One of my mates had a problem at the Latvian border on Thursday morning and hadn't come through with us. He was finally able to cross into Russia around midnight Friday and at 0330 he was 120 miles from Moscow and hoping to meet with us before our departure early Saturday morning. Just after 0600 he was having breakfast in a petrol station outside the city. In fact he arrived at the Cosmos just as Dmitry and Pavel arrived to lead us in convoy across the city to Red Square for some final photos with our bikes. A helmetcam video exists of this ride but I won't link to it as it includes 13 seconds of me failing to cancel my indicator after a turn and if you can't see it no such mistake was made. What happens in Moscow stays in Moscow!
Our hosts then led us out of the city and back to the M-9 before pulling over and waving us on our way.
My goodness it was cold once we left the city and eventually I had to pull over and add another layer. There were four of us leaving Moscow but two were now pressing on leaving just the two of us to maintain a steady pace westwards. We agreed that we would just return to the same hotel in Ludza and not press further on as the front runners were bound to. We started to pay attention to fuel consumption again and also to using up Rubles in petrol stations. In most (but not all) Russian petrol stations you hand over some cash or authorise a card then draw fuel then settle up. It can seem a bit strange to stop in a largely vacant lot and pass cash through a small window to an unseen hand but it works just fine and we even stopped again to top up before crossing the border.
We knew from reports by Phil & JB that they crossed back into Latvia in about half an hour. We were not so lucky and it took two hours. Also that was the point at which my Zumo decided that enough is enough and just powered off and stayed dead. I tried the USB connector - yep that still works so if necessary I'll just use that. On arrival at the hotel a while later I discovered that I'd actually dropped my USB cable somewhere along the way so dead reckoning then.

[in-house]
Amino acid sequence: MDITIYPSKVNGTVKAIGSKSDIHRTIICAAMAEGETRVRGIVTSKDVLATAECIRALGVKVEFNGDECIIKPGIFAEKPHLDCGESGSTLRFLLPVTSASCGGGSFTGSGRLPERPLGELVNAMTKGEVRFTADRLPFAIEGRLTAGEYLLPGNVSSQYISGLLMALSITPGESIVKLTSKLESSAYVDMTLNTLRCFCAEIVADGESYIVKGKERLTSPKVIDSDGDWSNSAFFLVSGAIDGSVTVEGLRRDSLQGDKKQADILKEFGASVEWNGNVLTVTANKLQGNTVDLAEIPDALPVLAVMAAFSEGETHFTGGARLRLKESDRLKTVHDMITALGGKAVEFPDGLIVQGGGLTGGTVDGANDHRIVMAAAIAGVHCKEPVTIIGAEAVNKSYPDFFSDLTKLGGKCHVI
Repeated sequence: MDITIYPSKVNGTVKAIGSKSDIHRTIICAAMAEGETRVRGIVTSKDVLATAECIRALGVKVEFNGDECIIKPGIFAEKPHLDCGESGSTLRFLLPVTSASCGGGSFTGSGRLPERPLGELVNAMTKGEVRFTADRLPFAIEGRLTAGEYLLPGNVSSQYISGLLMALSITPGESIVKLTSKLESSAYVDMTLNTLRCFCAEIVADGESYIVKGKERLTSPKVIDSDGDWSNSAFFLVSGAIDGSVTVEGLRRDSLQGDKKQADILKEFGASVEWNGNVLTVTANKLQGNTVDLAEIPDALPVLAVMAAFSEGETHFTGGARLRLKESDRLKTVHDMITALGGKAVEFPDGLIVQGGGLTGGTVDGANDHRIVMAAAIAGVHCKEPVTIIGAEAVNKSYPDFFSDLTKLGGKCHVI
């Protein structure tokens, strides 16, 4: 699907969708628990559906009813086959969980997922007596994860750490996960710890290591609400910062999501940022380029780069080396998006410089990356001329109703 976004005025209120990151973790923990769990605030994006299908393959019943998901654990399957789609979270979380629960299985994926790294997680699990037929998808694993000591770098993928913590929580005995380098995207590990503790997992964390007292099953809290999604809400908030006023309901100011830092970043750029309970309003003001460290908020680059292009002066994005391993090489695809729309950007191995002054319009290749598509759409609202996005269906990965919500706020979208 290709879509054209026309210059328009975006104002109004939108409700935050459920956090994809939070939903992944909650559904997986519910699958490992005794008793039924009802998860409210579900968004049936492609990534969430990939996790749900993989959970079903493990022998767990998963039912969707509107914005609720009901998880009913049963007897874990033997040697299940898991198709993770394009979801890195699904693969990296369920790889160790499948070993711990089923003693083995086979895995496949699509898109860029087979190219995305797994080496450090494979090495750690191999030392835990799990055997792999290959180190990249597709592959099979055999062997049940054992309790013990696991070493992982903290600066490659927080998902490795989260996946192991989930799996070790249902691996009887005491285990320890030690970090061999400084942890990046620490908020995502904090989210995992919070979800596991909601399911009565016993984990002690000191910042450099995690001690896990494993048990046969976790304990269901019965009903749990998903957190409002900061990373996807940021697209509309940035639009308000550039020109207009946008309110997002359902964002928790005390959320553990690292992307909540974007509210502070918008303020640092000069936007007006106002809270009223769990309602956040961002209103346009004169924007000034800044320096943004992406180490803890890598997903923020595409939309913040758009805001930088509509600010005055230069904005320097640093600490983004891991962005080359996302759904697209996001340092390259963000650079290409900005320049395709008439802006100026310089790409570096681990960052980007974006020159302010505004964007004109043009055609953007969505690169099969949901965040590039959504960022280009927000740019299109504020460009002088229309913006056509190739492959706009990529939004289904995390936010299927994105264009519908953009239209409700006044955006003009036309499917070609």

After a brief exchange of views about the price of hotel rooms and the wisdom of attempting a 1,000 mile ride at 0400 Sunday we opted for several beers tonight and a leisurely breakfast in the morning. We used these sessions to cure ourselves of secondary plans like visiting Auschwitz or Gdansk "on the way home". Sometimes when looking at a map you think "I've come 2,000 miles what's a few more?" Well Ludza to Calais is 1,380 miles; Ludza, Gdansk, Calais is 1,662 miles. That's a diversion of 282 miles, the same distance as from Suwalki to Ludza on day three of the ride out. No, IBA RTEs should be there and back not excuses to just wander around. There'll be plenty of other trips to incorporate sightseeing.
Sunday morning after breakfast I cleaned the Zumo's connectors with an alcohol rub and magically it agreed to play (didn't last though, it got tired again later on and went back to sleep). Anyway, we saddled up and headed southwest and were much better prepared this time for the roadworks with "interesting" surfaces. Right across Lithuania and into Poland we were running on Russian petrol; I was getting 18-19 kilometres per litre. Eventually we pulled into a Shell station and I treated my engine to a tankful of V-Power. Back to 22-23 kpl almost immediately! The Russian fuel was pretty cheap, around 60p per litre, but it's not the best quality.